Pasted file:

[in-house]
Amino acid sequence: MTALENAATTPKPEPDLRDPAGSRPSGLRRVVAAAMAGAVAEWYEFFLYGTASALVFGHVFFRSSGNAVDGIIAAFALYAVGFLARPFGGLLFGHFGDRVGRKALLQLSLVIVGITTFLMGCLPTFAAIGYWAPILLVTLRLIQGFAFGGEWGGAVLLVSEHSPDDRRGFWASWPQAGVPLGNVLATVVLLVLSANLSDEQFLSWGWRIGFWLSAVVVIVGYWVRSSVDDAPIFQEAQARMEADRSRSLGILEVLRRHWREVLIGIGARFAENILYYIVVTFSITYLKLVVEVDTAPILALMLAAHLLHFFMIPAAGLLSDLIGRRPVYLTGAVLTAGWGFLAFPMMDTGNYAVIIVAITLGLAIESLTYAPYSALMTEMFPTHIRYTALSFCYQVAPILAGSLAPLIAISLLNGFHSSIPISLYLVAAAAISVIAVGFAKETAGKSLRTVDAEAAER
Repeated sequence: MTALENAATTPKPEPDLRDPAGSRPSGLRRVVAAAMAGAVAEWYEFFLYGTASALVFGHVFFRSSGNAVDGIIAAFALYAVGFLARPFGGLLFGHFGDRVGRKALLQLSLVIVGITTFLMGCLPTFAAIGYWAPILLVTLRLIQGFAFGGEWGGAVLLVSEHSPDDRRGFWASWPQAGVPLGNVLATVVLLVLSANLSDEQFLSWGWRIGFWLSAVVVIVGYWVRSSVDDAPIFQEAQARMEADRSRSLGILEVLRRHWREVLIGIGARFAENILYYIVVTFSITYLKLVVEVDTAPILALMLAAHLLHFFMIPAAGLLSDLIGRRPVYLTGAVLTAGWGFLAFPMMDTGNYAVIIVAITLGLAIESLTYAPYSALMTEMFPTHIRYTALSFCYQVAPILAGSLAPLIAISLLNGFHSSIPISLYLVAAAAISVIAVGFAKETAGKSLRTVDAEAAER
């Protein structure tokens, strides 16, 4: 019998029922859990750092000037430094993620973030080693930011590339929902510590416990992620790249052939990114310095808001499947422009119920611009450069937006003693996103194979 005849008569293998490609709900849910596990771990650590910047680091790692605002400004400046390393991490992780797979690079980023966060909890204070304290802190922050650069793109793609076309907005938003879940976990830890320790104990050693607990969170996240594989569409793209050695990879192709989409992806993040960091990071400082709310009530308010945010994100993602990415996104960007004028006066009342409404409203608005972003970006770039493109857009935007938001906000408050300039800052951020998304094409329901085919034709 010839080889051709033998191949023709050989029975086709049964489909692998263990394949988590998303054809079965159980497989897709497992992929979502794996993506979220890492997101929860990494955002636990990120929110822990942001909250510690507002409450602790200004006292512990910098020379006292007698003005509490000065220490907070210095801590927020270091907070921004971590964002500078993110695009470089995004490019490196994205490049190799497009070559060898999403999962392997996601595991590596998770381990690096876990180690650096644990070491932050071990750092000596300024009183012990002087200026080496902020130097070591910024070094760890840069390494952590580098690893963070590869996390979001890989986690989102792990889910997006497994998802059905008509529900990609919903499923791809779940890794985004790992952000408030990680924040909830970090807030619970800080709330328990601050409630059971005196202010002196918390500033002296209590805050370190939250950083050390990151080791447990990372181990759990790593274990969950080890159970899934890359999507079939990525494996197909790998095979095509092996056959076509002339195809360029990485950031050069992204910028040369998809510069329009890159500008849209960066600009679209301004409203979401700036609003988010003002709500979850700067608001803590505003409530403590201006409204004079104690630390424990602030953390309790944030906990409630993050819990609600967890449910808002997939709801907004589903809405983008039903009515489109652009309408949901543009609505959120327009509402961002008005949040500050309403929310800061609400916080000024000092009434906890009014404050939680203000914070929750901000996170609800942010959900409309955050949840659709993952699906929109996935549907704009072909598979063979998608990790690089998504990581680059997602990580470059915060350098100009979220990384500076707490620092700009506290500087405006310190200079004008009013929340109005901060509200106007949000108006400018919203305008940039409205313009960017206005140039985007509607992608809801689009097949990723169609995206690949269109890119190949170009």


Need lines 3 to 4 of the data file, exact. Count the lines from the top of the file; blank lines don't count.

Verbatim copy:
Repeated sequence: MTALENAATTPKPEPDLRDPAGSRPSGLRRVVAAAMAGAVAEWYEFFLYGTASALVFGHVFFRSSGNAVDGIIAAFALYAVGFLARPFGGLLFGHFGDRVGRKALLQLSLVIVGITTFLMGCLPTFAAIGYWAPILLVTLRLIQGFAFGGEWGGAVLLVSEHSPDDRRGFWASWPQAGVPLGNVLATVVLLVLSANLSDEQFLSWGWRIGFWLSAVVVIVGYWVRSSVDDAPIFQEAQARMEADRSRSLGILEVLRRHWREVLIGIGARFAENILYYIVVTFSITYLKLVVEVDTAPILALMLAAHLLHFFMIPAAGLLSDLIGRRPVYLTGAVLTAGWGFLAFPMMDTGNYAVIIVAITLGLAIESLTYAPYSALMTEMFPTHIRYTALSFCYQVAPILAGSLAPLIAISLLNGFHSSIPISLYLVAAAAISVIAVGFAKETAGKSLRTVDAEAAER
């Protein structure tokens, strides 16, 4: 019998029922859990750092000037430094993620973030080693930011590339929902510590416990992620790249052939990114310095808001499947422009119920611009450069937006003693996103194979 005849008569293998490609709900849910596990771990650590910047680091790692605002400004400046390393991490992780797979690079980023966060909890204070304290802190922050650069793109793609076309907005938003879940976990830890320790104990050693607990969170996240594989569409793209050695990879192709989409992806993040960091990071400082709310009530308010945010994100993602990415996104960007004028006066009342409404409203608005972003970006770039493109857009935007938001906000408050300039800052951020998304094409329901085919034709 010839080889051709033998191949023709050989029975086709049964489909692998263990394949988590998303054809079965159980497989897709497992992929979502794996993506979220890492997101929860990494955002636990990120929110822990942001909250510690507002409450602790200004006292512990910098020379006292007698003005509490000065220490907070210095801590927020270091907070921004971590964002500078993110695009470089995004490019490196994205490049190799497009070559060898999403999962392997996601595991590596998770381990690096876990180690650096644990070491932050071990750092000596300024009183012990002087200026080496902020130097070591910024070094760890840069390494952590580098690893963070590869996390979001890989986690989102792990889910997006497994998802059905008509529900990609919903499923791809779940890794985004790992952000408030990680924040909830970090807030619970800080709330328990601050409630059971005196202010002196918390500033002296209590805050370190939250950083050390990151080791447990990372181990759990790593274990969950080890159970899934890359999507079939990525494996197909790998095979095509092996056959076509002339195809360029990485950031050069992204910028040369998809510069329009890159500008849209960066600009679209301004409203979401700036609003988010003002709500979850700067608001803590505003409530403590201006409204004079104690630390424990602030953390309790944030906990409630993050819990609600967890449910808002997939709801907004589903809405983008039903009515489109652009309408949901543009609505959120327009509402961002008005949040500050309403929310800061609400916080000024000092009434906890009014404050939680203000914070929750901000996170609800942010959900409309955050949840659709993952699906929109996935549907704009072909598979063979998608990790690089998504990581680059997602990580470059915060350098100009979220990384500076707490620092700009506290500087405006310190200079004008009013929340109005901060509200106007949000108006400018919203305008940039409205313009960017206005140039985007509607992608809801689009097949990723169609995206690949269109890119190949170009």